Updated on January 17, 2017
14. ‘Red Sky in Morning’ by Paul Lynch
Coll Coyle is a farmer in 19th century Donegal. He’s just trying to live and support his family – his mother, wife, daughter and unborn child – but the landowner and his son are cruel masters. The book opens on the morning that Coyle and his family are due to be evicted from their home. Coyle goes to bargain with the landowner, but things take a dark turn and Coyle has to abandon his family and run for his life.
‘Red Sky in Morning’ is a book about the chase. Coyle flees, but his steps are dogged at every turn by the sinister Faller and his henchmen. Everyone Coyle meets he endangers because Faller isn’t afraid to maim or kill to get information about his quarry. Eventually Coyle ends up irreversibly far from his home and everything he ever knew, and he has to try and carve out a new place in a world that doesn’t want him.
Of course, Coyle is the character we root for throughout the book. He’s the hero, the essentially good man who has made mistakes, and we will him to escape and find a way back to his family. The landscape also features so heavily that it is almost a character in itself. It seems to have emotions and whims, as well as an ever-changing face.
But my favourite character by far was Faller. He makes a fantastic nemesis, especially towards the end when his character is properly fleshed out. He turns from a fairly straightforward villain into a real, thoughtful man, complete with a philosophy that justifies his murderous actions.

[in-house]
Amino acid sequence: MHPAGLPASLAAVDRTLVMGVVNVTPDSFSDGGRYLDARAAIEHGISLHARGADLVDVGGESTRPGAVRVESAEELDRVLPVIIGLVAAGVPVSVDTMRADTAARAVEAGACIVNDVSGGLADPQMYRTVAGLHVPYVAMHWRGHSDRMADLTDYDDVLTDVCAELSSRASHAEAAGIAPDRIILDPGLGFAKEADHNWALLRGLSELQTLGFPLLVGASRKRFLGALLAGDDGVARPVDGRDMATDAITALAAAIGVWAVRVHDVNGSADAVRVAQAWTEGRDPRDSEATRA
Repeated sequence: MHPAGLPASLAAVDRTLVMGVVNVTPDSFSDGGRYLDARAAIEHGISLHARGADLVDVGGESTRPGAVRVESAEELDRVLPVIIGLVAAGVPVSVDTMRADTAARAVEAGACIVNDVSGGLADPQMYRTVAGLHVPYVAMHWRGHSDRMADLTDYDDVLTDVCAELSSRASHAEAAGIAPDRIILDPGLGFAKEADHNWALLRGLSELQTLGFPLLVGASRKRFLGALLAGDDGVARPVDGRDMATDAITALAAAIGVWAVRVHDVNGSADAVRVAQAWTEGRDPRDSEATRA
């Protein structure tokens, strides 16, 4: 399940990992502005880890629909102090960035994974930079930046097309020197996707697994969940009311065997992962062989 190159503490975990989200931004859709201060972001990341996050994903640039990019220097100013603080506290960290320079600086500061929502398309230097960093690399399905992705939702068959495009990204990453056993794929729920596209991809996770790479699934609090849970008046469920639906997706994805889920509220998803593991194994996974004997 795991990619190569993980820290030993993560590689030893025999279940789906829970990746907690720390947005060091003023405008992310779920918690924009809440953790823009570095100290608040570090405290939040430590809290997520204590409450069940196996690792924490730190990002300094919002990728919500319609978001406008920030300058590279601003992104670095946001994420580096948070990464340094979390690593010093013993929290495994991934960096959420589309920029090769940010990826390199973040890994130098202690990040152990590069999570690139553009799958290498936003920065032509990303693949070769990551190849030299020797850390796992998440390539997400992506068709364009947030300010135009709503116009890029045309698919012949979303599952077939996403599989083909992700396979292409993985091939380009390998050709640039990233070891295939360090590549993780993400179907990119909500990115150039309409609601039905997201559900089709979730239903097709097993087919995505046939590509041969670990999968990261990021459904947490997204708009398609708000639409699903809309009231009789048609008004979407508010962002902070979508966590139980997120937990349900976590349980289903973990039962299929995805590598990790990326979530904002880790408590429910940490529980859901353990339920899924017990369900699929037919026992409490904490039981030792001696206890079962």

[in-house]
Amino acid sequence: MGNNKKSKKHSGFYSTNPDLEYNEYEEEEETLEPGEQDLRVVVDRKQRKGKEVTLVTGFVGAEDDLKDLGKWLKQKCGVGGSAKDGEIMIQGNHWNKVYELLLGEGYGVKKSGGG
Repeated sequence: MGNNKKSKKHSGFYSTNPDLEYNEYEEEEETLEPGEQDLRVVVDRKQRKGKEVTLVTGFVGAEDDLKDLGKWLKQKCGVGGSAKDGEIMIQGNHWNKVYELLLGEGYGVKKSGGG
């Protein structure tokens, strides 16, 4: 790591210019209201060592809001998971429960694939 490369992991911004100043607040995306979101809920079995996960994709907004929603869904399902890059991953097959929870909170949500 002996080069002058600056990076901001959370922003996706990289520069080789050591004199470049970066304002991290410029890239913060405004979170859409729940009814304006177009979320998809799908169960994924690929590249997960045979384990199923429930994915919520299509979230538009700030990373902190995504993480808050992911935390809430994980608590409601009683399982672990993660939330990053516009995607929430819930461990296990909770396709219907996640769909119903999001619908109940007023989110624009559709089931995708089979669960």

“I’ll tell you, there’s always an agency more powerful than your own. Think about that. The terrible beauty of it. How it lies there unseen waiting for you. Every fate, every life, every story swallowed by forces greater.”
I should also mention the language. You can tell even from the title that this isn’t exactly conventionally written. Instead the text is poetically descriptive, almost lyrical in its unusual phrasing. Lynch makes use of the Irish lilt and local slang, and he also strips his passages of unnecessary words and gives other words new meanings. This makes the book a little harder to read, but wholly worth it. The end result is more than just a book about good vs. evil, man vs. nature or hunter vs. prey. It’s a story of two complex, desperate characters and the greater forces that move them.
“The rain stopped and he heard the birds wake. They blinked and shook their heads and scattered song upon the sky.”
This is another book kindly sent to me by The Book Depository. It’s due to be published on 25th April 2013, but you can pre-order your copy from the website now.
If you liked my review, why not buy the book and let me know what you think?